There are two main types of vinyl plank flooring: glue down and floating. Both have their own pros and cons, so knowing which is better for your needs is essential. Here’s a quick rundown of each type to help you make the best decision for your home.
What is vinyl plank flooring, and how is it made?
Vinyl plank flooring is designed to look like hardwood planks and is typically made from PVC plastic. It can be used as a form of flooring for kitchens, bedrooms, bathrooms, and any other area in the home.
Vinyl plank flooring uses multiple layers of materials, such as resilient backing, a waterproof core-layer that helps prevent moisture damage, and a clear wear layer with an integrated vinyl color. A protective coating is added on top of the wear layer, which gives it extra durability against water or moisture damage and makes it easier to clean. This multi-layer construction creates a highly sturdy floor that can last many years if correctly cared for.
The benefits of glue-down vs. floating vinyl plank flooring
Glue-down vinyl plank flooring is a popular choice for many homeowners looking to switch up the look of their bathroom or kitchen. This type of flooring offers plenty of benefits compared to other flooring options, like floating vinyl plank flooring. For example, glue-down vinyl plank flooring is more water resistant than floating vinyl plank flooring, meaning it can better handle spills or moisture falling from above. It also provides a more surefooted grip, making glue down a great option if you have young children whose feet might slip and slide on other types of flooring. And glue down is easy to lay, too, since it’s made with interlocking pieces that fit together like puzzles – no adhesives required!
Which installation method is better for you and your home?
When deciding between installing glue-down vinyl plank flooring and floating vinyl plank flooring, there are many factors to consider.
First and foremost, is your home already equipped with a stable subfloor that is not prone to moisture buildup or shifting? Glue-down floors require a solid foundation for the adhesive to properly bond and hold the planks in place for years. Floating floors need an appropriate underlayer because they will shift and creak if not correctly installed. In addition, areas of high traffic may cause wear on floating floors due to the lack of secure adhesive fastening them in place. So which installation method is best for you and your home? Consider your subfloor situation, room usage, and budget before deciding. Ultimately, you need to ask yourself which installation method is more likely to perform well over time.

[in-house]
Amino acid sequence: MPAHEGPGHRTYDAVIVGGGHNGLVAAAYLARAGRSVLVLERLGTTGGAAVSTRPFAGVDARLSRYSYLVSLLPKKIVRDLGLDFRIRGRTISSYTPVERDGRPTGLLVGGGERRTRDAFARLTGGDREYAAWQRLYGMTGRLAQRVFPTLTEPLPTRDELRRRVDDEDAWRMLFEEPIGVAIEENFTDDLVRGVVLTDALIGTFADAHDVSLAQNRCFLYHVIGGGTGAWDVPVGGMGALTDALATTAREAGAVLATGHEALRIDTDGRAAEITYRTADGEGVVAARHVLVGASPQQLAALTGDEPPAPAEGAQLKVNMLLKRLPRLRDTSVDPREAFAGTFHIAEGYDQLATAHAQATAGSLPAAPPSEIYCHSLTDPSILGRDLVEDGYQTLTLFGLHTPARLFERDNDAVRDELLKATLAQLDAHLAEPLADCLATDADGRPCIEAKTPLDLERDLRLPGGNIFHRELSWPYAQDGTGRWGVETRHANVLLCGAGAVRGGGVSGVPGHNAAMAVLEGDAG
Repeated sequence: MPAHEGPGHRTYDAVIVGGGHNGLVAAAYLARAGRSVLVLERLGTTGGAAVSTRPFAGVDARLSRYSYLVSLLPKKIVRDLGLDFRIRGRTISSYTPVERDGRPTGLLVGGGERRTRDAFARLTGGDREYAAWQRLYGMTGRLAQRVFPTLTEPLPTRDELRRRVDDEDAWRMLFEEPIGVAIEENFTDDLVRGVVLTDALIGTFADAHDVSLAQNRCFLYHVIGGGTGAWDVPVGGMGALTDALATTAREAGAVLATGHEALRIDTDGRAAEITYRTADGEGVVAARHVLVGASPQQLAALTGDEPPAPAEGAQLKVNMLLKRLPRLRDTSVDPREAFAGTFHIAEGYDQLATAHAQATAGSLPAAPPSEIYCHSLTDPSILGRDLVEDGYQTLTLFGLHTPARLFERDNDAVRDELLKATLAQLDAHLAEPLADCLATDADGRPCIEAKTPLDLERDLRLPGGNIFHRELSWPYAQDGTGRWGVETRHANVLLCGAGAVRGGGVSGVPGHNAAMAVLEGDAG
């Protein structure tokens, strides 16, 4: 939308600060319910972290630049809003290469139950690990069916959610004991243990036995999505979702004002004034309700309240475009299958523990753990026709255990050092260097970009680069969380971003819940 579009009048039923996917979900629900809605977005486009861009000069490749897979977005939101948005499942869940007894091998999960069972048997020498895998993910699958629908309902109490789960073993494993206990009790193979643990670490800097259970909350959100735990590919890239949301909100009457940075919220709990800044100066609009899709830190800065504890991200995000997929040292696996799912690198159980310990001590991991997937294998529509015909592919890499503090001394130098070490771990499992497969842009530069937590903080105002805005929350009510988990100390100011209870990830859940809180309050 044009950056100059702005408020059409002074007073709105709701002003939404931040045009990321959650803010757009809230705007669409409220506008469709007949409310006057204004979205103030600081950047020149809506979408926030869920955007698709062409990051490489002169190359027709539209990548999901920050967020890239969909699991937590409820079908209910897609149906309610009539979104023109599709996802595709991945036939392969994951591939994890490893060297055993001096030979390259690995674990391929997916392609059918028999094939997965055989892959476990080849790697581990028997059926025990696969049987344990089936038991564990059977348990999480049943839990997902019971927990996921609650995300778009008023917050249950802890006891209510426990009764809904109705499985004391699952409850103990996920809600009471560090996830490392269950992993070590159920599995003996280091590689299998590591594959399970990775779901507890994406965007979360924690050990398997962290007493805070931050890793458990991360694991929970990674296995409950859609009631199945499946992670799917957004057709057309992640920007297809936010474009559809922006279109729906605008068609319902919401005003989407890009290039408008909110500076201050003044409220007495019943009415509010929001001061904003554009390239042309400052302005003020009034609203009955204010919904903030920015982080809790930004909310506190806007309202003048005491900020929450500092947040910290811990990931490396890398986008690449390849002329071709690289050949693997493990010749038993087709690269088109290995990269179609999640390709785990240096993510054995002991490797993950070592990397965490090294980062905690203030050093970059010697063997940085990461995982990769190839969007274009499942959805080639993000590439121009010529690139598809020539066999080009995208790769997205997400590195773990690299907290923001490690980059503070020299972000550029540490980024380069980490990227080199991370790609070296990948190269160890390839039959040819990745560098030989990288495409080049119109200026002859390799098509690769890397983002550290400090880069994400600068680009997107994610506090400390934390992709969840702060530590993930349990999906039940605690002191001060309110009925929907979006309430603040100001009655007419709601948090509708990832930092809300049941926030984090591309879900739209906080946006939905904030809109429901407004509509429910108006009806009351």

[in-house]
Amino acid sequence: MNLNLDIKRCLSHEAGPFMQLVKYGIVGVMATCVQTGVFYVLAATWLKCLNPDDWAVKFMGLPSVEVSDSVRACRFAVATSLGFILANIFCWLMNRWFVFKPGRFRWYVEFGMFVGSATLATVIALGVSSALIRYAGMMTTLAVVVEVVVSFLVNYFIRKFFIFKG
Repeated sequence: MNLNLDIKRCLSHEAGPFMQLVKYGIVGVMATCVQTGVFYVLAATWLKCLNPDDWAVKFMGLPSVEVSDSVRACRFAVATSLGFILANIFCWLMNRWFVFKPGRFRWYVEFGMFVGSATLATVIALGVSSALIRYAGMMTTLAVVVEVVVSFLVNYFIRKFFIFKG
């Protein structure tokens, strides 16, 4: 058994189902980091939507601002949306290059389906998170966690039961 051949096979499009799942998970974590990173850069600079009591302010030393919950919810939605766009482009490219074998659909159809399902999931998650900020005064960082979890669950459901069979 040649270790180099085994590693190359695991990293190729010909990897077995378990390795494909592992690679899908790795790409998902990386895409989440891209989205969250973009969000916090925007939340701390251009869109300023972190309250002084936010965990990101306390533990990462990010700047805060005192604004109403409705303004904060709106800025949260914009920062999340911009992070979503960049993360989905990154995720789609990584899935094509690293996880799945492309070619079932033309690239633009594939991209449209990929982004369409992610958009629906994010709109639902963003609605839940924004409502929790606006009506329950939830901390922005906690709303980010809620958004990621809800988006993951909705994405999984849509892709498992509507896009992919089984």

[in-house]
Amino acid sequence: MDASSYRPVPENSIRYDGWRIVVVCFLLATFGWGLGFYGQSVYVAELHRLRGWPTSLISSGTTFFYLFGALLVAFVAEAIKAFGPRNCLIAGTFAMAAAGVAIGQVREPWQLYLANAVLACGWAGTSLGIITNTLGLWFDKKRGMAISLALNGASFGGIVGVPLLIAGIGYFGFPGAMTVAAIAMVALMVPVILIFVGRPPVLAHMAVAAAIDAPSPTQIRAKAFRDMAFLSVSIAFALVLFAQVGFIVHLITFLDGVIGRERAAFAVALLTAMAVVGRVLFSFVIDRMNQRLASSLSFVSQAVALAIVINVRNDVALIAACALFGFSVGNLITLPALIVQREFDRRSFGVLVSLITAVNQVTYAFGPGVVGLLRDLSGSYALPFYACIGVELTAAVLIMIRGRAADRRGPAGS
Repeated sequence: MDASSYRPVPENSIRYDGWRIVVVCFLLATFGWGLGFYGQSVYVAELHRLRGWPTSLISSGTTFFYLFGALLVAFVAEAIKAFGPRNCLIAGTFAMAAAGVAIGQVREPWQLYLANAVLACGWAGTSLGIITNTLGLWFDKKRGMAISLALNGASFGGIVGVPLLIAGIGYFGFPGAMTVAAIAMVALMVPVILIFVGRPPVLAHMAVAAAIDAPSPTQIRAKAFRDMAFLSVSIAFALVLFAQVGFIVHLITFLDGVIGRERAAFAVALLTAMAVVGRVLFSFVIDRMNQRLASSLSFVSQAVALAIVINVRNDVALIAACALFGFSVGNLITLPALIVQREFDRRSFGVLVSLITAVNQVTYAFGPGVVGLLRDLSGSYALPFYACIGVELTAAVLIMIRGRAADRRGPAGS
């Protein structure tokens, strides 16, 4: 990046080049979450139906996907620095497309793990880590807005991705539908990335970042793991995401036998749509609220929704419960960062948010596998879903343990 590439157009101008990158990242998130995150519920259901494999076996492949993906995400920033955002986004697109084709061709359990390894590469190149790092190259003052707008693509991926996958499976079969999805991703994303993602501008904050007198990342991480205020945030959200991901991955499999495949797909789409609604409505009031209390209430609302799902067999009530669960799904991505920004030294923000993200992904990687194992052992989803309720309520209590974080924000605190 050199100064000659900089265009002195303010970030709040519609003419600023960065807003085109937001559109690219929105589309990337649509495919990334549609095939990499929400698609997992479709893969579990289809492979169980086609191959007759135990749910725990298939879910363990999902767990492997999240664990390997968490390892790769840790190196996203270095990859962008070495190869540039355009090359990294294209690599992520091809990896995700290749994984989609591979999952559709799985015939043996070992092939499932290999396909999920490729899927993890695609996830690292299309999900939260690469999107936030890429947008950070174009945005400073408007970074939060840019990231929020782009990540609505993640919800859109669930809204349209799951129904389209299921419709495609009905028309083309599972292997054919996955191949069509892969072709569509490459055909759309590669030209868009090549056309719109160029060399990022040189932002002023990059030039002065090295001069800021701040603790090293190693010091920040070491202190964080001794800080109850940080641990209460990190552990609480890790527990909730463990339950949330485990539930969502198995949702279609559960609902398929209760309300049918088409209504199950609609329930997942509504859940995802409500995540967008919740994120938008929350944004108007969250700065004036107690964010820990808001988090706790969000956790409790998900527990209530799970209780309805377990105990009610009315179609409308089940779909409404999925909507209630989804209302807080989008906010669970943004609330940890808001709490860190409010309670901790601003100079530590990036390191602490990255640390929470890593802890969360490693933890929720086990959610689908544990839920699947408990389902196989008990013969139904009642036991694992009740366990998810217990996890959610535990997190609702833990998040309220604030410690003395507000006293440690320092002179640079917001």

How to care for your new vinyl plank floors?
When caring for your newly-installed vinyl plank floor, it is essential to know the difference between the two types of flooring – glue down and floating. Glue-down vinyl plank floors require a step-by-step process that begins with preparing the subfloor, continuing with priming and adhesive application, then laying all your planks before finally ensuring they are firmly secured in place. Floating vinyl plank flooring, on the other hand, can be as easy as locking each plank into its neighbor. But regardless of which type you choose, always use a broom or vacuum to keep dirt and dust away, as well as a damp mop for occasional spot cleaning. To maintain its finish and prolong its life, periodically apply a coat of floor sealant or appropriate cleaner recommended by the manufacturer. Doing so will protect it against scratches, water damage, and spills without affecting its original look.
Now that we’ve looked at the benefits and drawbacks of glue-down and floating vinyl plank flooring, you should have a better idea of which installation method is best for your home. If you still have questions or would like help deciding, please contact one of our experts. We’d be happy to help you choose the best vinyl plank flooring for your needs and start your project on the right foot.